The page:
This kind of reasoning may also be responsible for butchering the genealogical record left us by Luke. It is declared, very contrary to Luke's record, that this record pertains to Mary; giving no respect that it was God's seed that fertilized Mary's egg: Jesus being then recognized as of the seed of David by Joseph, Mary's husband.
The Catholics, on the other hand, declare that Matthew's record belongs to Mary, which is just as much a butchering of the Word, since, like Luke's record, Matthew's record follows men's names from David to Joseph. Not from David to Mary.

notuptome
Jul 5th 2009, 08:10 PM
1 Tim 3:16 ...without controversy great is the mystery of godliness: God was manifest in the flesh, justified in the Spirit, seen of angels, preached unto the nations, believed on in the world, received up into glory.
1 Pet 1:20 Who verily was foreordained before the foundation of the world, but was manifest in these last times for you.
Jesus is Jehovah God come in the flesh. No less God in the flesh that when He was in heaven. His body had begining and end but He is without begining and without end.

For the cause of Christ.
Roger

Scruffy Kid
Jul 5th 2009, 09:15 PM
Hi Alaska! :hug:
Great to see you! :)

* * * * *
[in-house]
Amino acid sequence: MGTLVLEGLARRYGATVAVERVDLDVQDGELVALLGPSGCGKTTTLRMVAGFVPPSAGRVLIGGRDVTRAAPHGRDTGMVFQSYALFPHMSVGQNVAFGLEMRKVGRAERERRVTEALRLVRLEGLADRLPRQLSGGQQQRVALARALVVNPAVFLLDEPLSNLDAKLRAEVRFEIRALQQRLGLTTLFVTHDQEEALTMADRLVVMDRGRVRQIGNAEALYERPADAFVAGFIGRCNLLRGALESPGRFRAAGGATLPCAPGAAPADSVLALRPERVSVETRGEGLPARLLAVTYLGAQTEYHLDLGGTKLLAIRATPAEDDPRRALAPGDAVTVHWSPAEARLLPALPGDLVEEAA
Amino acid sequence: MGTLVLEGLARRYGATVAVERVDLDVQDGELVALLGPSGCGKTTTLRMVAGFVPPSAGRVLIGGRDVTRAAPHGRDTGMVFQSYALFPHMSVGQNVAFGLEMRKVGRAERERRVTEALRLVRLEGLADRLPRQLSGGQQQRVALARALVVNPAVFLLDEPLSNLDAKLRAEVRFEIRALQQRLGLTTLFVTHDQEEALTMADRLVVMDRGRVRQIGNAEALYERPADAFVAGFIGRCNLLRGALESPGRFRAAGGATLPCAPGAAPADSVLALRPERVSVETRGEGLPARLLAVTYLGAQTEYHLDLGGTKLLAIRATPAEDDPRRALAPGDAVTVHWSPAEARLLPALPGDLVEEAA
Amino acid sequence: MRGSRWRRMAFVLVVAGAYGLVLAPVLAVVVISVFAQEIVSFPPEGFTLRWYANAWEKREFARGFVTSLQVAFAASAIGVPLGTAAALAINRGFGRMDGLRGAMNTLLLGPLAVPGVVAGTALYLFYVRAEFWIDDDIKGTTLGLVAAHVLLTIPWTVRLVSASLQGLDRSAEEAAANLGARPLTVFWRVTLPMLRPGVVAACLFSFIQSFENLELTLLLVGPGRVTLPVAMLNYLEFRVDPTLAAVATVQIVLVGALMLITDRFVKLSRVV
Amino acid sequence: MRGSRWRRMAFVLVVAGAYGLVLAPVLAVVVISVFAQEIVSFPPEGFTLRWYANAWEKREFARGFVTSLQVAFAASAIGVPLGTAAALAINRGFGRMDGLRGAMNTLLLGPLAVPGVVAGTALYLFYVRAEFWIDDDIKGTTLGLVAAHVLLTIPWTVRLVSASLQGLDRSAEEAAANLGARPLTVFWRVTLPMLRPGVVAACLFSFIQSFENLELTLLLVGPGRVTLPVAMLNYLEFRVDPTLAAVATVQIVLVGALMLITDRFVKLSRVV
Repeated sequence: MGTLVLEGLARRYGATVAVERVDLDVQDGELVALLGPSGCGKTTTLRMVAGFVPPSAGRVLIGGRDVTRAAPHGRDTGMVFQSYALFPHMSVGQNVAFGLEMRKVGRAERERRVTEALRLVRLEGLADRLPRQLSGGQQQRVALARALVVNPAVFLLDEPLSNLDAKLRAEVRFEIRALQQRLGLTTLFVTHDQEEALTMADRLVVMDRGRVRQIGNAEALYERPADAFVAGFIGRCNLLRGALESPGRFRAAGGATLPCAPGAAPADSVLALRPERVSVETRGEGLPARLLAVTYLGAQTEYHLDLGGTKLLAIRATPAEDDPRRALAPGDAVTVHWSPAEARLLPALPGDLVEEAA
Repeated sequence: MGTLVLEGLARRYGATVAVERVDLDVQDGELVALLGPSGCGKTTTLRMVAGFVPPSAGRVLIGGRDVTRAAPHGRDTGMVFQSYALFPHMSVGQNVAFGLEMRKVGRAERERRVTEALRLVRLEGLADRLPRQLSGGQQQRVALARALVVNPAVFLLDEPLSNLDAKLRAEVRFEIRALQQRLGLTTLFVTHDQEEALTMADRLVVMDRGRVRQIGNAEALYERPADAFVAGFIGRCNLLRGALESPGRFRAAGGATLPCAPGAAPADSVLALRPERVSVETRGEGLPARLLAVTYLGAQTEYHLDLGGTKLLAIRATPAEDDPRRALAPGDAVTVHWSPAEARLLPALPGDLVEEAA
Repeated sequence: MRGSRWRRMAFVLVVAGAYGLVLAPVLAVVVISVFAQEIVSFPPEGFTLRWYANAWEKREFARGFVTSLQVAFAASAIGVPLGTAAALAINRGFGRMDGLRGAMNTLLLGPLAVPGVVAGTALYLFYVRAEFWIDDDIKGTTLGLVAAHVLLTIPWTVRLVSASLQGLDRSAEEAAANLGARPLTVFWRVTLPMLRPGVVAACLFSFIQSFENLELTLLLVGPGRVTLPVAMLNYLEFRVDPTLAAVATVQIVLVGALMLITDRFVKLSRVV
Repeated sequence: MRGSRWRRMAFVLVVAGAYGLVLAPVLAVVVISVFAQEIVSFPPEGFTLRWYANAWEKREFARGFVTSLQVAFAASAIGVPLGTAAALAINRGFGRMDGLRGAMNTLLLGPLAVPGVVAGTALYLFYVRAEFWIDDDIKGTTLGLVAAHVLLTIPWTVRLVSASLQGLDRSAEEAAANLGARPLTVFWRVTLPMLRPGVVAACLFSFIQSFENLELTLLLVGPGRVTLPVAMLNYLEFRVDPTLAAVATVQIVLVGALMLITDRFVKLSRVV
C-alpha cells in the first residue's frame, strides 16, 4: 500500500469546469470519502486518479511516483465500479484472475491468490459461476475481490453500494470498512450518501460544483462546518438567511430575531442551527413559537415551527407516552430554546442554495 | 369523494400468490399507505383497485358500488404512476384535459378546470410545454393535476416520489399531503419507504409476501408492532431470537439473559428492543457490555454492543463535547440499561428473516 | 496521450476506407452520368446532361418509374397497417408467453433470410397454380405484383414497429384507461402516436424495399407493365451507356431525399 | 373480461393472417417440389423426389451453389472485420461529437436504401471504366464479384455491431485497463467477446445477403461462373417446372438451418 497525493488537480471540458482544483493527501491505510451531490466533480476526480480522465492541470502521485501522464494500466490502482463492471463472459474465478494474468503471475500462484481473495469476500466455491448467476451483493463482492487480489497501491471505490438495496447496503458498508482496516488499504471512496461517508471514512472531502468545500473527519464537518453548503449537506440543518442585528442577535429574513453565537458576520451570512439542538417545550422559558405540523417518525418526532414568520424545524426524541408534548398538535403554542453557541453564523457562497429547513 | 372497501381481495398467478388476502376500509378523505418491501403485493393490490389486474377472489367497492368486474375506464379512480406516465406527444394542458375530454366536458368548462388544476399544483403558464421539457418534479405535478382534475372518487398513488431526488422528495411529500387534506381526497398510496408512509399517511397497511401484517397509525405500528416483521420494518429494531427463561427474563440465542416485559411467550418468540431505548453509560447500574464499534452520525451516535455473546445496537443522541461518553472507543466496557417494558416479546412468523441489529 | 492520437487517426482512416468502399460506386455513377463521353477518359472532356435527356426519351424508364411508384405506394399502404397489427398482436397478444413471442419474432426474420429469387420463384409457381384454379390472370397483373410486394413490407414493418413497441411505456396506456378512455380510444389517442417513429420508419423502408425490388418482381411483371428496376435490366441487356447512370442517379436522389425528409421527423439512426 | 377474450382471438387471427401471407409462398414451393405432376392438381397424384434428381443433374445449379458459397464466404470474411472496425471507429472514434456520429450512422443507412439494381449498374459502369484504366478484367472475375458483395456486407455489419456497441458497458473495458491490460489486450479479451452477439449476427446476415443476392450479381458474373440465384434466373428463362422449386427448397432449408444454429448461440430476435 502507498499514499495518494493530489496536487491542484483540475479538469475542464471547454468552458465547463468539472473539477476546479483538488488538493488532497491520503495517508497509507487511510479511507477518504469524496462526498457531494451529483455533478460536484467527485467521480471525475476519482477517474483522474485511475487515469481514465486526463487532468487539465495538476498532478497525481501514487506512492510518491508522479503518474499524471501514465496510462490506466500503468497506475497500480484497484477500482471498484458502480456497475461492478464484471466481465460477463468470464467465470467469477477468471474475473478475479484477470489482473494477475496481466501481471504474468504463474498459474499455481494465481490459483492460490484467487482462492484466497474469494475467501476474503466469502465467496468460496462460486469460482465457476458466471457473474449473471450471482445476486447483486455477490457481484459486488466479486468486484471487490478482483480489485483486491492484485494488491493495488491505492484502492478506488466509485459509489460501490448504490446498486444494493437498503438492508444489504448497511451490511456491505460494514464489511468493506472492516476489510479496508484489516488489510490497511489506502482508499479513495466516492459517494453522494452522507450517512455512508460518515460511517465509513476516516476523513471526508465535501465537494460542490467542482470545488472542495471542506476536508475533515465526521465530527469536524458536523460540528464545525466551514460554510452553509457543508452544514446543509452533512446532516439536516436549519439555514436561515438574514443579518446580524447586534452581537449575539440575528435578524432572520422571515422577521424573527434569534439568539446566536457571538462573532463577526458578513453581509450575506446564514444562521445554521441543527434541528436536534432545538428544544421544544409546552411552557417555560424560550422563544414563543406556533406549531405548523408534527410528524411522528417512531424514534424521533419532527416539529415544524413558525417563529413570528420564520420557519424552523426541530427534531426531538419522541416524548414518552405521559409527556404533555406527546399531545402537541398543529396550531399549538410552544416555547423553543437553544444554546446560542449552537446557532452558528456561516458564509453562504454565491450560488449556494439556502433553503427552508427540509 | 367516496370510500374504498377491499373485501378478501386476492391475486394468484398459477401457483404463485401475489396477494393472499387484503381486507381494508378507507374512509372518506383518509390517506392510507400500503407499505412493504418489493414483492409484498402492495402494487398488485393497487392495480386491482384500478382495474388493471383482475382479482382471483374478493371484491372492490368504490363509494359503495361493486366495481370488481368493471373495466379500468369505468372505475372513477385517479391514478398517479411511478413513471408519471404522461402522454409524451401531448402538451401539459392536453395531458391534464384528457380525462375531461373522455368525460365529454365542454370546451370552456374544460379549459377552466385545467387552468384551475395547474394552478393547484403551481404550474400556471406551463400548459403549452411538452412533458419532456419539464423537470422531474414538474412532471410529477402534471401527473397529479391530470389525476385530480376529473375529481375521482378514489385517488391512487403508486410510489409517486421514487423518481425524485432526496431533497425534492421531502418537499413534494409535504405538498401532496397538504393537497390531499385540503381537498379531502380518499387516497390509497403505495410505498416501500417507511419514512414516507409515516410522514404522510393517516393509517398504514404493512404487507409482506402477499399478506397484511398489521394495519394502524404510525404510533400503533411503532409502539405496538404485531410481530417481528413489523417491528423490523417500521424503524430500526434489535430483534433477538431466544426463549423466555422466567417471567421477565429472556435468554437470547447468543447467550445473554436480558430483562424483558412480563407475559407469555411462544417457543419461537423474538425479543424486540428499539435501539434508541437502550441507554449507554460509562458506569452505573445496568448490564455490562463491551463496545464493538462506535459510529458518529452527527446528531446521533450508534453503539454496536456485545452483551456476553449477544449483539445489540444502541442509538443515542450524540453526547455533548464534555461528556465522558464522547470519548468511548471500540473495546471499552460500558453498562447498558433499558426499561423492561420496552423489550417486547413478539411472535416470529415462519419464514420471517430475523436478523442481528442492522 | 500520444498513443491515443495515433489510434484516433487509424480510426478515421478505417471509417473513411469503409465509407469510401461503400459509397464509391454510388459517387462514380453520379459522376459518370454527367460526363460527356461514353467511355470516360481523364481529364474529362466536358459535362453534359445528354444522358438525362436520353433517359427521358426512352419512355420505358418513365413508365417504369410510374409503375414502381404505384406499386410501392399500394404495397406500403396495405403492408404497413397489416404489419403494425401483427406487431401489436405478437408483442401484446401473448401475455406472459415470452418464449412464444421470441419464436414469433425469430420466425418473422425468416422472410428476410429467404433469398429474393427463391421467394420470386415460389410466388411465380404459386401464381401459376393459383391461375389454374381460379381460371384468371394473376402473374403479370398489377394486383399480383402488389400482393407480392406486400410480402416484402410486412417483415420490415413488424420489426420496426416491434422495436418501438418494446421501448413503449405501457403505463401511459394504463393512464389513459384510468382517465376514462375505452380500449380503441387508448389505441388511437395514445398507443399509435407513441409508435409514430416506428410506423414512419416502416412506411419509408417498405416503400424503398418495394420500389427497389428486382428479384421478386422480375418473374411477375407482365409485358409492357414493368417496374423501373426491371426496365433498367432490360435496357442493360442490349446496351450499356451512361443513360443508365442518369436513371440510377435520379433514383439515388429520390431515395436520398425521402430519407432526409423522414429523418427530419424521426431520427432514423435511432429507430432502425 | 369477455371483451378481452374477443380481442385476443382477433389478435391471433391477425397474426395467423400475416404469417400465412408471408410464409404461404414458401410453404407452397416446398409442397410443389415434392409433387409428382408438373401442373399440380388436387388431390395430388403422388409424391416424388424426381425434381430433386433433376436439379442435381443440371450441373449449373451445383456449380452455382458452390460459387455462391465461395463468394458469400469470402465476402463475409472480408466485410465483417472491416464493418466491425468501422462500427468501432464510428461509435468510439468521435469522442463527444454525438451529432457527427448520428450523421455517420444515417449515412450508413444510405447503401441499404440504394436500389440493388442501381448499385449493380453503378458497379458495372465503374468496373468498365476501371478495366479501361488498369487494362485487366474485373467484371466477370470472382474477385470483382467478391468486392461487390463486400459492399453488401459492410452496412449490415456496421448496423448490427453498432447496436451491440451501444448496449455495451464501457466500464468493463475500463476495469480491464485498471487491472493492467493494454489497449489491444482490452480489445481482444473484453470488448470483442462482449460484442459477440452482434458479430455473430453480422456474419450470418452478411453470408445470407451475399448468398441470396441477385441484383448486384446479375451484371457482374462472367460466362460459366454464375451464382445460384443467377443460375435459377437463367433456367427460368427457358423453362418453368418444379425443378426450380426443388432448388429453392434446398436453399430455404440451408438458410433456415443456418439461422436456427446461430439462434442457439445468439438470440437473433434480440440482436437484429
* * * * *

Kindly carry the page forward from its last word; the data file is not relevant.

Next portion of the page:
The understanding of God Jesus taught -- God being Father, Son, and Holy Spirit, one God -- and the understanding of the incarnation of our Lord Jesus Christ as fully God and fully man, one Christ, is something all Christians believe, and have believed from the earliest times. Exactly how this should be understood has puzzled people, and often led them astray. But Christians -- all Christians -- have clearly established what this means. The doctrine of Christ as fully God and fully man and of God as Father, Son, and Holy SPirit was carefully considered in ancient times, and, following the teaching of the Bible, was logically set forth in early affirmations of Christian faith, such as the Nicene Creed.

All historic Christianity confesses (believes and says) that there is one God in three persons, Father, Son, and Holy Spirit, and that Christ Jesus our Lord and Savior was the incarnation (the taking-flesh, the becoming-fully-human), of God the Son, that is, of the Eternal Word, just as the Bible says. This is believed by Luther, Calvin, Zwingli, Cranmer, and all the other Reformation figures, as well as by Thomas Aquinas, Augustine, Gregory of Nazianzus, Athanasius, Justin Martyr, Ignatius, and so on; and it is affirmed as the essence of Christian orthodoxy by Protestants (including Baptists, Lutherans, Methodists, Anglicans, Pentecostals, and so on) throughout the world, as well as by Eastern Orthodox and Catholic Christians (and, as it happens, by this board in its statements of faith).